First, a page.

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Comp2039 - Flashcard Set 1 - Search algorithms
Comp2039 - Alejandro Saucedo - Flashcard Set 1 - Search algorithms
Computer Science
Undergraduate 2

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What is the Anatomy of a Search Problem?
  1. An initial state
  2. A goal state
  3. A set of possible actions in each state
  4. The transition model 
    • (result[in(arad), goto(zerind)] -> in(Zerind)
  5. Path cost for each state; a summation of step costs
What is a solution for a search problem?
  • Sequence of actions that start at an initial state and arrive at a goal state.
  • Solution quality is measured by path cost
  • Solutions may be optimal with respect to the path cost or merely "acceptable" or "legal"
  • Optimal solution has the lowest cost
  • Set of open nodes is called frontier
What is blind and informed search?
  • In blind search, we have no information beyond initial state, goal state, set of actions, transition model and path/step costs
  • In informed search we are able to select among frontier nodes based on some heuristic information
How does breadth first search operate?

All nodes at a given depth are expanded before moving deeper into the search tree 

Does not guarantee to find optimal solution

  1. Select root node as current node
  2. Expand current node - For each successor
    1. Remove duplicate successor states already found at lower cost. (Requires that we keep a visited list with associated path/costs)
    2. Apply goal test to each remaining successor: either solution found or place failed successor on a FIFO queue (This holds the frontier)
    3. Select the first element of the queue as current node and go to 2
What re the criteria for any search algorithm?
  1. Completeness - If there is a solution, the algorithm will find it
  2. Optimality - It will find the optimal path
  3. Time Complexity
  4. Space complexity
What is the performance of the BFS?
  • BFS is complete
  • BFS is not optimal
  • Suppose each node has b successors and thesolution is last node at depth d, then we search:
    • 1 + b + b2 + ... + bd nodes => TC O(bd)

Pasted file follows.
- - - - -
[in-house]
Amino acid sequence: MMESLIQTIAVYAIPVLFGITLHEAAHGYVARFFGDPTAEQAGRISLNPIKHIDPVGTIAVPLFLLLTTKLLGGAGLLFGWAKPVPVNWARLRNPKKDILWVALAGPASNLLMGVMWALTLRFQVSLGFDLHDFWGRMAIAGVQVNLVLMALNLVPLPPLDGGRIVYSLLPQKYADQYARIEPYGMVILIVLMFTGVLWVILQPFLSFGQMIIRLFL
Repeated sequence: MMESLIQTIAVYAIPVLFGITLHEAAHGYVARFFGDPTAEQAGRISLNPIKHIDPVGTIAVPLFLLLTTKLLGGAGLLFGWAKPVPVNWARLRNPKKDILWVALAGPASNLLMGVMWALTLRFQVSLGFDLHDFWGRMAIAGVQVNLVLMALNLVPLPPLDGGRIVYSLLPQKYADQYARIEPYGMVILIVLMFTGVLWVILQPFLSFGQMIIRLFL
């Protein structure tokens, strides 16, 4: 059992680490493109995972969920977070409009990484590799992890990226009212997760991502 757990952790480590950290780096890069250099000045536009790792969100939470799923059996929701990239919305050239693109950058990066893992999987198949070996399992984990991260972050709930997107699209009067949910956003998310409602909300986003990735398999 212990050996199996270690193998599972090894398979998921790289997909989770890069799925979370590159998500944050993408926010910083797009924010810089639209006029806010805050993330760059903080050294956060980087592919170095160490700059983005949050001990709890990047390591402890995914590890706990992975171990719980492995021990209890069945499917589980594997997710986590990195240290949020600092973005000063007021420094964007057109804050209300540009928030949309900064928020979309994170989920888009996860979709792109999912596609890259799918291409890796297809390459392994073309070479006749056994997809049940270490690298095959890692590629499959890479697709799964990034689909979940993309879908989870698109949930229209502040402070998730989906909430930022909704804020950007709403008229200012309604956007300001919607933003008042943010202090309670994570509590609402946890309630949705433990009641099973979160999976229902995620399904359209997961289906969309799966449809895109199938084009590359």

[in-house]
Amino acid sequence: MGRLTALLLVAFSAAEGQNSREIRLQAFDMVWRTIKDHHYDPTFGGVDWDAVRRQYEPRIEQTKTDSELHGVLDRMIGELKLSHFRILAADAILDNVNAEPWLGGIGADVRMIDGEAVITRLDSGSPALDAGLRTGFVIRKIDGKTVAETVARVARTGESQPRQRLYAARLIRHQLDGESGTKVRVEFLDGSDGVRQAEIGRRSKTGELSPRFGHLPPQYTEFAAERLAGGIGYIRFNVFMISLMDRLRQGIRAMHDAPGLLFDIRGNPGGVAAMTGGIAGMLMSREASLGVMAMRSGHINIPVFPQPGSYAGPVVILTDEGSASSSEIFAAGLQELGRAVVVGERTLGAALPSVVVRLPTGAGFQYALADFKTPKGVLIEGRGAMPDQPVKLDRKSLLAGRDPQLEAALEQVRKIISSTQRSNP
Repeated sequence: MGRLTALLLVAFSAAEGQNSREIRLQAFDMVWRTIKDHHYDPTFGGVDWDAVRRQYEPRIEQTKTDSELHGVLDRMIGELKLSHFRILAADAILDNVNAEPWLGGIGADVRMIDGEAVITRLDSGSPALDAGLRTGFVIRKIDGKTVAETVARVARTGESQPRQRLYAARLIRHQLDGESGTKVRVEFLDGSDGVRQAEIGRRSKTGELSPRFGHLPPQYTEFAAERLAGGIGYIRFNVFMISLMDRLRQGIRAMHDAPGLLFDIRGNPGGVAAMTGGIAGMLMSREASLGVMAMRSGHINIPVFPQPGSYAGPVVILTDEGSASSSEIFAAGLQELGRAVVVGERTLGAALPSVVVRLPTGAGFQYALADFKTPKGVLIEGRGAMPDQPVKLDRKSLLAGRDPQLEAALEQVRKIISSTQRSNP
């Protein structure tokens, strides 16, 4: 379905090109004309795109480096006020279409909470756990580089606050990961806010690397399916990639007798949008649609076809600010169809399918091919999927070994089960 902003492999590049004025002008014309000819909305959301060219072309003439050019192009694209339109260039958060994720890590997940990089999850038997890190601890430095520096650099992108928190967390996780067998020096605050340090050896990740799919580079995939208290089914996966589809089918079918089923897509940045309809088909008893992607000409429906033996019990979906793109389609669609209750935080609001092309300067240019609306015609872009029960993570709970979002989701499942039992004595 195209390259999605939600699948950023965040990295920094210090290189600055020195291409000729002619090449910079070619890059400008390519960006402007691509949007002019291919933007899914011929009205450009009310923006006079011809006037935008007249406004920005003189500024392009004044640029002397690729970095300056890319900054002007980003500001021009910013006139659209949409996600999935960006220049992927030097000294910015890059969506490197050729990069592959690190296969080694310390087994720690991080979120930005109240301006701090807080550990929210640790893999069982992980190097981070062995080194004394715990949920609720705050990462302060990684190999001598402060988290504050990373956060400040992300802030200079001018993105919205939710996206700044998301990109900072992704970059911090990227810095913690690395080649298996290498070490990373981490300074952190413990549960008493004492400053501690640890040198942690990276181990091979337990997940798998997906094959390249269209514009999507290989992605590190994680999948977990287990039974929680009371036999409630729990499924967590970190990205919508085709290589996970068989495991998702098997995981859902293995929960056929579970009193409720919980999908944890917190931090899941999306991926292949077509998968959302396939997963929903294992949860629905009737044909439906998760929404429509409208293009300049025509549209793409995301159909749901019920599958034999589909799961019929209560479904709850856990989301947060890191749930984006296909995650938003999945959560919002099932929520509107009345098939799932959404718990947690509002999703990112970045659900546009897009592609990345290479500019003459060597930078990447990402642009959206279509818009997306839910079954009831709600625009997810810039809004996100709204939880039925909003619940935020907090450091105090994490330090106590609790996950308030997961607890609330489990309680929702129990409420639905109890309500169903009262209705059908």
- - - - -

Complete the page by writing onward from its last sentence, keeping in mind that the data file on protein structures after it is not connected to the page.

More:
• To recover path end, we need to store information about (almost all) nodes which implies SC O(bd)
How can the BFS be made optimal (transforming into Branch and Bound)?
  • By sorting the frontier nodes according to cost, i.e. use priority queue instead of FIFO queue
  • At each stage, we expand the lowest-cost node
  • Two other changes to BFS:
    • APply goal test to current nodea, i.e. when node is taken off queue, not when it is added. REASON: we only know the minimal cost when all prontier nodes have been sorted
    • Modify termination condition to stop only when total cost to goal node GN <= Gi For All i != N where i is an index over all frontier nodes. REASON: When we find a goal, there might still be a lower cost path from another frontier node
What is the depth first search and how does it operate?
  • ALways expands deepest node in frontier
  • Current node is a leaf, we automatically backgrack via parent(s) to another node of frontier
  • When method succeeds, does not return path
  1. Select root node as current node
  2. Expand current node. For each successor
  3. Remove lower-cost duplicates on visited list and push remaining successors on a LIFO stack
  4. Pop the first eleent of the stack as current node
  5. Apply goal test to current node: either SOlution found of go to step 2
What is the performance of the DFS?
  • It is complete
  • It is not optimal
  • In worse case - like BFS, we need to search the whole tree
  • Time complexity is O(bm) where m is the maximum depth of the tree; m can be greater than d
  • If we maintain a visited list, we have to store (almost all) nodes so no obvious advantage over BFS in space complexity either